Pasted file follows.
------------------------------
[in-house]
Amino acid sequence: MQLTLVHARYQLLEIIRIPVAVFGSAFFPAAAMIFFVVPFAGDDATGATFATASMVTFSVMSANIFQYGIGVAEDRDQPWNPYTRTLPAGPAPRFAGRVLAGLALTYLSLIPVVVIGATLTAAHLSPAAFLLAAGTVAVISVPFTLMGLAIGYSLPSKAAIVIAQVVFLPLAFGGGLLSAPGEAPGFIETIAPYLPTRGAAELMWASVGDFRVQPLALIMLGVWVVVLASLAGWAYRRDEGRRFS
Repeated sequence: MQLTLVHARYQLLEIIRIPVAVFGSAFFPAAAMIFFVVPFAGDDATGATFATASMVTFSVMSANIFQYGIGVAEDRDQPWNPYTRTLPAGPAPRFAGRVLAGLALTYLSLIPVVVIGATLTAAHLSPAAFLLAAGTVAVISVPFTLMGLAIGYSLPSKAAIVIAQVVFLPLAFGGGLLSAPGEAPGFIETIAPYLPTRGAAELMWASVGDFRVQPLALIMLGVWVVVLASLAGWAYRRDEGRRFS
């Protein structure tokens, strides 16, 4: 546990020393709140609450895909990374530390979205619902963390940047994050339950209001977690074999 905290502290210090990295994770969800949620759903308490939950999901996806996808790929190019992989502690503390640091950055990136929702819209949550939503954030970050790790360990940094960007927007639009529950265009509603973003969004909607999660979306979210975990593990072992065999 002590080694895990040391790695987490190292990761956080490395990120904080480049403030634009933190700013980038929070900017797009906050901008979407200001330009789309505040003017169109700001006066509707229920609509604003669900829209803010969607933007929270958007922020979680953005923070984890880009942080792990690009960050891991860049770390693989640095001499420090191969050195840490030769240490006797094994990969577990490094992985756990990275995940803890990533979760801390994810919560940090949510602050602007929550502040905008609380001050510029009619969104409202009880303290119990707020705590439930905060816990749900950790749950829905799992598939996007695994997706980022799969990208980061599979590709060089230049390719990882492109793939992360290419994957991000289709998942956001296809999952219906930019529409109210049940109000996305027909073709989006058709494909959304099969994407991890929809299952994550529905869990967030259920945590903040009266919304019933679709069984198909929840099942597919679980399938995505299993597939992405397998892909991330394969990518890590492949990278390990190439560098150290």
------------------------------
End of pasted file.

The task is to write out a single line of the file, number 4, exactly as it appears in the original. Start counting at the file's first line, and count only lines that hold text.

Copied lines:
């Protein structure tokens, strides 16, 4: 546990020393709140609450895909990374530390979205619902963390940047994050339950209001977690074999 905290502290210090990295994770969800949620759903308490939950999901996806996808790929190019992989502690503390640091950055990136929702819209949550939503954030970050790790360990940094960007927007639009529950265009509603973003969004909607999660979306979210975990593990072992065999 002590080694895990040391790695987490190292990761956080490395990120904080480049403030634009933190700013980038929070900017797009906050901008979407200001330009789309505040003017169109700001006066509707229920609509604003669900829209803010969607933007929270958007922020979680953005923070984890880009942080792990690009960050891991860049770390693989640095001499420090191969050195840490030769240490006797094994990969577990490094992985756990990275995940803890990533979760801390994810919560940090949510602050602007929550502040905008609380001050510029009619969104409202009880303290119990707020705590439930905060816990749900950790749950829905799992598939996007695994997706980022799969990208980061599979590709060089230049390719990882492109793939992360290419994957991000289709998942956001296809999952219906930019529409109210049940109000996305027909073709989006058709494909959304099969994407991890929809299952994550529905869990967030259920945590903040009266919304019933679709069984198909929840099942597919679980399938995505299993597939992405397998892909991330394969990518890590492949990278390990190439560098150290």